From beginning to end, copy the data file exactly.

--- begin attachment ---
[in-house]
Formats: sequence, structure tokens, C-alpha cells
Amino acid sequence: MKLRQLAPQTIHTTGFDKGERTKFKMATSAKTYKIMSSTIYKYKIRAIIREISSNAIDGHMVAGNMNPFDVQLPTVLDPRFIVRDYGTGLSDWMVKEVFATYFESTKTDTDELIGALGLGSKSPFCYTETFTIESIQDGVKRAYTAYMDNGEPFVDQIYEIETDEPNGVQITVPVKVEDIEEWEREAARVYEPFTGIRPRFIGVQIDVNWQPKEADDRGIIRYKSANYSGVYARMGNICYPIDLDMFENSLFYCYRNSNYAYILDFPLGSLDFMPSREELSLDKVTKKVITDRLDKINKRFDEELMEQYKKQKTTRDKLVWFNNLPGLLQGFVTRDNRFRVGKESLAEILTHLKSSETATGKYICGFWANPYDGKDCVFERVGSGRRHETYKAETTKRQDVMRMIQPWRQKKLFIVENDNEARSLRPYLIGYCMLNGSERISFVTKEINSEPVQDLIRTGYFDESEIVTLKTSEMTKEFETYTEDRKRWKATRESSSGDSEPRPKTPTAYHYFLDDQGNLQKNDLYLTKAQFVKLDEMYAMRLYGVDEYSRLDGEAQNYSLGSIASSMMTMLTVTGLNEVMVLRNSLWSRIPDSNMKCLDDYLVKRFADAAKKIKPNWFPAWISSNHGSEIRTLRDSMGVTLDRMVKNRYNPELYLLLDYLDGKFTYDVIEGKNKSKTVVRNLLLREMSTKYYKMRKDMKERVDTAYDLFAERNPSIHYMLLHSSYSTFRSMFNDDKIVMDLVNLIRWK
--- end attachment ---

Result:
[in-house]
Formats: sequence, structure tokens, C-alpha cells
Amino acid sequence: MKLRQLAPQTIHTTGFDKGERTKFKMATSAKTYKIMSSTIYKYKIRAIIREISSNAIDGHMVAGNMNPFDVQLPTVLDPRFIVRDYGTGLSDWMVKEVFATYFESTKTDTDELIGALGLGSKSPFCYTETFTIESIQDGVKRAYTAYMDNGEPFVDQIYEIETDEPNGVQITVPVKVEDIEEWEREAARVYEPFTGIRPRFIGVQIDVNWQPKEADDRGIIRYKSANYSGVYARMGNICYPIDLDMFENSLFYCYRNSNYAYILDFPLGSLDFMPSREELSLDKVTKKVITDRLDKINKRFDEELMEQYKKQKTTRDKLVWFNNLPGLLQGFVTRDNRFRVGKESLAEILTHLKSSETATGKYICGFWANPYDGKDCVFERVGSGRRHETYKAETTKRQDVMRMIQPWRQKKLFIVENDNEARSLRPYLIGYCMLNGSERISFVTKEINSEPVQDLIRTGYFDESEIVTLKTSEMTKEFETYTEDRKRWKATRESSSGDSEPRPKTPTAYHYFLDDQGNLQKNDLYLTKAQFVKLDEMYAMRLYGVDEYSRLDGEAQNYSLGSIASSMMTMLTVTGLNEVMVLRNSLWSRIPDSNMKCLDDYLVKRFADAAKKIKPNWFPAWISSNHGSEIRTLRDSMGVTLDRMVKNRYNPELYLLLDYLDGKFTYDVIEGKNKSKTVVRNLLLREMSTKYYKMRKDMKERVDTAYDLFAERNPSIHYMLLHSSYSTFRSMFNDDKIVMDLVNLIRWK